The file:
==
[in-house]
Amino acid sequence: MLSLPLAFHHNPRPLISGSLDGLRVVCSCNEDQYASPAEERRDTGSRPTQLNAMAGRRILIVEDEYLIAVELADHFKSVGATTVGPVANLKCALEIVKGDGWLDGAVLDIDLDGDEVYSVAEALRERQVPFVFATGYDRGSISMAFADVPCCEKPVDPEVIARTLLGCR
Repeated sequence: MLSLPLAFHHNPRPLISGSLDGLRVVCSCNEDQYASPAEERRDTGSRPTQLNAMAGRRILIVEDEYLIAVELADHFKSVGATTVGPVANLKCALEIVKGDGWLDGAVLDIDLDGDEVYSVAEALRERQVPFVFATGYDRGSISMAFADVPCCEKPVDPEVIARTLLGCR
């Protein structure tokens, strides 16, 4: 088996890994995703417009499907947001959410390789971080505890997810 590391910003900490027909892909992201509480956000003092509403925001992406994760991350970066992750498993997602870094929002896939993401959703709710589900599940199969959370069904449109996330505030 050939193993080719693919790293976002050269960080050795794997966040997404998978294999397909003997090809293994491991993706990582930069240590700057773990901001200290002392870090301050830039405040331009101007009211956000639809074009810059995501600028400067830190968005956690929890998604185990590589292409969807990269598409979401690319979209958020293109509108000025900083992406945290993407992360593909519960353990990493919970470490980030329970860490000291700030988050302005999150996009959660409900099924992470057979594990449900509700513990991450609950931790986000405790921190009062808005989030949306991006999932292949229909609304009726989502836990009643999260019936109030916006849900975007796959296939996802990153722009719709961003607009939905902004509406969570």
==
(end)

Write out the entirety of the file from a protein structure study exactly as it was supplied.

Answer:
[in-house]
Amino acid sequence: MLSLPLAFHHNPRPLISGSLDGLRVVCSCNEDQYASPAEERRDTGSRPTQLNAMAGRRILIVEDEYLIAVELADHFKSVGATTVGPVANLKCALEIVKGDGWLDGAVLDIDLDGDEVYSVAEALRERQVPFVFATGYDRGSISMAFADVPCCEKPVDPEVIARTLLGCR
Repeated sequence: MLSLPLAFHHNPRPLISGSLDGLRVVCSCNEDQYASPAEERRDTGSRPTQLNAMAGRRILIVEDEYLIAVELADHFKSVGATTVGPVANLKCALEIVKGDGWLDGAVLDIDLDGDEVYSVAEALRERQVPFVFATGYDRGSISMAFADVPCCEKPVDPEVIARTLLGCR
């Protein structure tokens, strides 16, 4: 088996890994995703417009499907947001959410390789971080505890997810 590391910003900490027909892909992201509480956000003092509403925001992406994760991350970066992750498993997602870094929002896939993401959703709710589900599940199969959370069904449109996330505030 050939193993080719693919790293976002050269960080050795794997966040997404998978294999397909003997090809293994491991993706990582930069240590700057773990901001200290002392870090301050830039405040331009101007009211956000639809074009810059995501600028400067830190968005956690929890998604185990590589292409969807990269598409979401690319979209958020293109509108000025900083992406945290993407992360593909519960353990990493919970470490980030329970860490000291700030988050302005999150996009959660409900099924992470057979594990449900509700513990991450609950931790986000405790921190009062808005989030949306991006999932292949229909609304009726989502836990009643999260019936109030916006849900975007796959296939996802990153722009719709961003607009939905902004509406969570």